• 5. the innovator’s interview 5 John Jackson analyzed and it gets copied. Then, if it’s successful enough, it’ll be bragged about to other police departments and they’ll pick up on it. The other way that innovation sometimes occurs is that they’ll give a “As part of innovating what special unit or task force a problem to tackle, like robbery. And then, we do, we are starting to the innovation happens on the line. Those special projects are not documented nearly as well because it’s seen as a kind of street-level pay more attention to what’s innovation may not be easy to generalize. The nature of policing is very distributed. and police agencies are very hierarchical except successful and why things are when you actually get to delivering the service. It’s very much like a successful when they happen. swarm, it self organizes. It’s important because with When you say it’s like a swarm when things are actually starting to innovation, you should try take off, what do you mean by that? When an event happens – a robbery, for example, the call goes into to understand both your our computer system and officers will volunteer for it or self organize around it and monitor the dispatcher information. If somebody successes and your failures.” needs backup, the dispatcher doesn’t have to tell somebody to do it. Somebody’s usually volunteering and saying, “I’m close by, I’ll go do it.” If an officer needs help, if he’s actually is in danger and puts out a call for help, then nobody needs to tell anybody to do it. It just happens. So, it seems that in one sense we’re a very decentralized organization. When we’re actually out on the street, we operate with little direction. At the same time, we’re very hierarchically bound when acting as a centralized, bureaucratized agency. After an event happens, how often do teams discuss what could have been done better or what things worked well? Within police work, discussions happen when things go badly. We’re trained to find what’s wrong. As a result, we tend to focus on the negative rather than on the positive. That’s why an appreciative inquiry is not a normal method of looking at things for us. As part of innovating what we do, we are starting to pay more attention to what’s successful and why things are successful when they happen. It’s important because with innovation, you should try to understand both your successes and your failures. How does the police force incorporate foresight and futurism into what they do on a day to day basis? Foresight and futurism are not incorporated into the profession broadly. Some agencies will engage in low-level futurism, tracking trends and conducting horizon scanning. Keep in mind, the average organization is about 10 people. Most police departments in this country don’t have the resources to keep on top of future trends because they deliver a broad range of police services with a very small number of people. There is a group – the Society of Police Futurists International of which I’m president – that seeks to change this, to spread the use of futures methods through the profession. We often refer to our group as PFI. We act as a community of practice to facilitate the sharing of information and dialogue. I am also a member of the Futures Working Group, which is a joint venture between PFI and the FBI. We develop publications that target police leaders, informing them of trends, possible future Anticipate. Activate. Innovate. scenarios for police work, the potential threats that are on the horizon, | Future Think LLC © 2005–10 Reproduction prohibited | New York NY www.getfuturethink.com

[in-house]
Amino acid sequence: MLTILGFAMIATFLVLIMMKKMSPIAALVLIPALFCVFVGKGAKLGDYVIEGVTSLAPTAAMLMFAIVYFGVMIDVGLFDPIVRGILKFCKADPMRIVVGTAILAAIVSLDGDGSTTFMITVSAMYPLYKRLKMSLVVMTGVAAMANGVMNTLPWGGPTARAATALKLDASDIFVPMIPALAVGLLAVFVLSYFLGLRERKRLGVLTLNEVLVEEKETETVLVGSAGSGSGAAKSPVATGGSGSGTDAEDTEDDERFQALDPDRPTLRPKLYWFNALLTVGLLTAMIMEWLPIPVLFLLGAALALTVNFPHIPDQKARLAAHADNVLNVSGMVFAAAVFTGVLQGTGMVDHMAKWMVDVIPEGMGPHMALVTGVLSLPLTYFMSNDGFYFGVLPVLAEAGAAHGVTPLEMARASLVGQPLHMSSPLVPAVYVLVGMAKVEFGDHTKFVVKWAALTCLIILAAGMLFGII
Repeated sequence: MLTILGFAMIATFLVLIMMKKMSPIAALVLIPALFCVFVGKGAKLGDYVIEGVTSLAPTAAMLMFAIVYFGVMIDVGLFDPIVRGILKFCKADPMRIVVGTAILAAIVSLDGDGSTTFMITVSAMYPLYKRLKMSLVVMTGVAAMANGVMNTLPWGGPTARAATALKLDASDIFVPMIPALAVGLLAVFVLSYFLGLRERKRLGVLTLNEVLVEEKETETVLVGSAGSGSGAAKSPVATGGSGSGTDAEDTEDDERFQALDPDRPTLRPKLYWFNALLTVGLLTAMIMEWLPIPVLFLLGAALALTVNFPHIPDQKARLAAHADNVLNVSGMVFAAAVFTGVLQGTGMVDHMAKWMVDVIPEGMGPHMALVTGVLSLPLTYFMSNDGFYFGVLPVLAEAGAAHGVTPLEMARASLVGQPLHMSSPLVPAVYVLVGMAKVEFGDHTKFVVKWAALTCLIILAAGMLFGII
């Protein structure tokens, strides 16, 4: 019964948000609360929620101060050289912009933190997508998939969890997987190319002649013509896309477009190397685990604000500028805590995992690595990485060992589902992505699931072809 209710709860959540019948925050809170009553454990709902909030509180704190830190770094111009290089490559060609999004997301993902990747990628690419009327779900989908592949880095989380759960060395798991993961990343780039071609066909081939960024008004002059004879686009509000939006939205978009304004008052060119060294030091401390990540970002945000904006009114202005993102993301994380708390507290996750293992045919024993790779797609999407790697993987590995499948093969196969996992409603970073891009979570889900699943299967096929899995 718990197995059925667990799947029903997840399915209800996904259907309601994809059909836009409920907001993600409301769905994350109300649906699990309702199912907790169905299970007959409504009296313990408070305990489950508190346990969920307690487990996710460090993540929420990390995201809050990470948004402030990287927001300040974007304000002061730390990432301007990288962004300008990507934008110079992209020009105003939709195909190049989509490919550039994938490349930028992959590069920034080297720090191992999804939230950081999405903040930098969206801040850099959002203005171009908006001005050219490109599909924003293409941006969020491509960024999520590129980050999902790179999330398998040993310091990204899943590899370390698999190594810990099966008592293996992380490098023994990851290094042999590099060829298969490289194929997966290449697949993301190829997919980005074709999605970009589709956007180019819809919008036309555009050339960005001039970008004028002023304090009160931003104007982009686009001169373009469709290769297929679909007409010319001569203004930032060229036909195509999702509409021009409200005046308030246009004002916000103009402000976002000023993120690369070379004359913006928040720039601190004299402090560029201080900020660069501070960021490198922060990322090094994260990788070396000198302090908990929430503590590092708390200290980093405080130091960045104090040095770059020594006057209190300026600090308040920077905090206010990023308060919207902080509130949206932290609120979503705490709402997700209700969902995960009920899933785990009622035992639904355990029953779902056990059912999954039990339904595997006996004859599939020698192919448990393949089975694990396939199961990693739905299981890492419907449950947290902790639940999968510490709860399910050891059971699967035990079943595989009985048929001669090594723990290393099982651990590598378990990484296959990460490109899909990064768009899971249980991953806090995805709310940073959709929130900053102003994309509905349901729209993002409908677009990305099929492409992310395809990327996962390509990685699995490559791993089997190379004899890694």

• 6. the innovator’s interview 6 John Jackson and success stories to be aware of. PFI and FWG are trying to help the profession meet its “futuring” needs. That’s why we came to be. Do you have a favorite technique you use to get police leadership to do some visioning? One of my favorites is called Ten Years From Now. I ask them to envision 10 years in the future and imagine that everything they want to come true has come true. Now, describe that. They can be very articulate and specific in their answers; it’s amazing, actually. But why is this so amazing? Because in police work you’re almost never asked these types of questions, let alone given latitude to answer them. With this exercise, you’re giving them permission to dream. Once we have articulated the vision, we can identify common ground or, even better, the great ideas that are magnetic. After we’ve settled on a worthy destination, we can do a backcasting exercise to build a roadmap with milestones to achieve the vision. What would be the biggest piece of advice you would give to another organization in the public sector who’s trying to get an innovation program or a foresight practice up and running? What roadblocks should they watch out for? What things must they pay attention to and do? First of all, you have to be diplomatic and you’re going to run into pushback. You’ve got to approach things in a very inclusive way. I think trying to bring stakeholders in is always good. More is better than less, but you can get pushback from power groups. Secondly, you need to develop an environment in which people are able to brainstorm, to throw out a half-baked idea and get it knocked around a little bit without being personally reprimanded for it. Leadership must create a safe space where people can engage in divergent thought without being punished. Anticipate. Activate. Innovate. | Future Think LLC © 2005–10 Reproduction prohibited | New York NY www.getfuturethink.com
  • 7. the innovator’s interview 7 John Jackson What can you learn from the Police Futures approach to innovation? • Change leadership mindset: In conservative sectors, the biggest barrier to innovation is often leadership itself. What are some quick wins you can do that get leadership more comfortable with taking smart risks with innovation? How can you get them involved in the process to get behind it? • Give permission to envision the future: Too often, teams have ideas about the future and what they’d like it to be, but aren’t given the time or permission to even discuss it. Use a ‘Ten Years from Now’ exercise with your team to learn their thoughts on where they see your business or industry heading. • Leverage communications and networks: There may be other organizations or teams working to solve the same issues you face – do you know who they are? Do you connect with others to share approaches to the similar issues that you face? To learn more about the research, tools and training you need to better innovate, visit us at getfuturethink.com. Anticipate. Activate. Innovate. | Future Think LLC © 2005–10 Reproduction prohibited | New York NY www.getfuturethink.com